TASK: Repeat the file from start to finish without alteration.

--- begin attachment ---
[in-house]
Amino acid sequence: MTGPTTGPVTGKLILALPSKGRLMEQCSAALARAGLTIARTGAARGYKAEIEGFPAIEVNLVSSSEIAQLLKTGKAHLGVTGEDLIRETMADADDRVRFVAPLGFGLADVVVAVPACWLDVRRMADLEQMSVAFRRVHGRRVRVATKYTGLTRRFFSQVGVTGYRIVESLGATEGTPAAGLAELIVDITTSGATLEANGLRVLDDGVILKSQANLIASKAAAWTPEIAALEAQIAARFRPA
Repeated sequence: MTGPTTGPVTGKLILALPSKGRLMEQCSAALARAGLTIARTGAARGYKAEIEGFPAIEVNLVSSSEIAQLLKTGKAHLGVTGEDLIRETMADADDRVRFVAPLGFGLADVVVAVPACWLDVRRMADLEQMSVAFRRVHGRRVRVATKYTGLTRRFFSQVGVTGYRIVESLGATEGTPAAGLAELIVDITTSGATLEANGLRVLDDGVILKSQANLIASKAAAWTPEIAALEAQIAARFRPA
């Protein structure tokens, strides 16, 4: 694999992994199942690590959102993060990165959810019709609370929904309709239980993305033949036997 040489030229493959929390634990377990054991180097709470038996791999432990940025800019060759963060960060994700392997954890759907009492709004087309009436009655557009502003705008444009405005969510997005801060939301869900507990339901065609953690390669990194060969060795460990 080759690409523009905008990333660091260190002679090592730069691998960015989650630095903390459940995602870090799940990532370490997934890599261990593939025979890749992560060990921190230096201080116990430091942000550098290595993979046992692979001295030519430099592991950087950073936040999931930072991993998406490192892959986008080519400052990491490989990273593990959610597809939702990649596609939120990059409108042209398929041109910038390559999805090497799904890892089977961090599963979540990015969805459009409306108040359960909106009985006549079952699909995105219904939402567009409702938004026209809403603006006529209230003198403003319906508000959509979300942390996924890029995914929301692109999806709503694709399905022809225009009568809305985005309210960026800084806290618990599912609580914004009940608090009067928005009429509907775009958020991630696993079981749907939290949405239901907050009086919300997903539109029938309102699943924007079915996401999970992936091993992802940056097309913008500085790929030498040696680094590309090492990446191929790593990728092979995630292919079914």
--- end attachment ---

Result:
[in-house]
Amino acid sequence: MTGPTTGPVTGKLILALPSKGRLMEQCSAALARAGLTIARTGAARGYKAEIEGFPAIEVNLVSSSEIAQLLKTGKAHLGVTGEDLIRETMADADDRVRFVAPLGFGLADVVVAVPACWLDVRRMADLEQMSVAFRRVHGRRVRVATKYTGLTRRFFSQVGVTGYRIVESLGATEGTPAAGLAELIVDITTSGATLEANGLRVLDDGVILKSQANLIASKAAAWTPEIAALEAQIAARFRPA
Repeated sequence: MTGPTTGPVTGKLILALPSKGRLMEQCSAALARAGLTIARTGAARGYKAEIEGFPAIEVNLVSSSEIAQLLKTGKAHLGVTGEDLIRETMADADDRVRFVAPLGFGLADVVVAVPACWLDVRRMADLEQMSVAFRRVHGRRVRVATKYTGLTRRFFSQVGVTGYRIVESLGATEGTPAAGLAELIVDITTSGATLEANGLRVLDDGVILKSQANLIASKAAAWTPEIAALEAQIAARFRPA
């Protein structure tokens, strides 16, 4: 694999992994199942690590959102993060990165959810019709609370929904309709239980993305033949036997 040489030229493959929390634990377990054991180097709470038996791999432990940025800019060759963060960060994700392997954890759907009492709004087309009436009655557009502003705008444009405005969510997005801060939301869900507990339901065609953690390669990194060969060795460990 080759690409523009905008990333660091260190002679090592730069691998960015989650630095903390459940995602870090799940990532370490997934890599261990593939025979890749992560060990921190230096201080116990430091942000550098290595993979046992692979001295030519430099592991950087950073936040999931930072991993998406490192892959986008080519400052990491490989990273593990959610597809939702990649596609939120990059409108042209398929041109910038390559999805090497799904890892089977961090599963979540990015969805459009409306108040359960909106009985006549079952699909995105219904939402567009409702938004026209809403603006006529209230003198403003319906508000959509979300942390996924890029995914929301692109999806709503694709399905022809225009009568809305985005309210960026800084806290618990599912609580914004009940608090009067928005009429509907775009958020991630696993079981749907939290949405239901907050009086919300997903539109029938309102699943924007079915996401999970992936091993992802940056097309913008500085790929030498040696680094590309090492990446191929790593990728092979995630292919079914």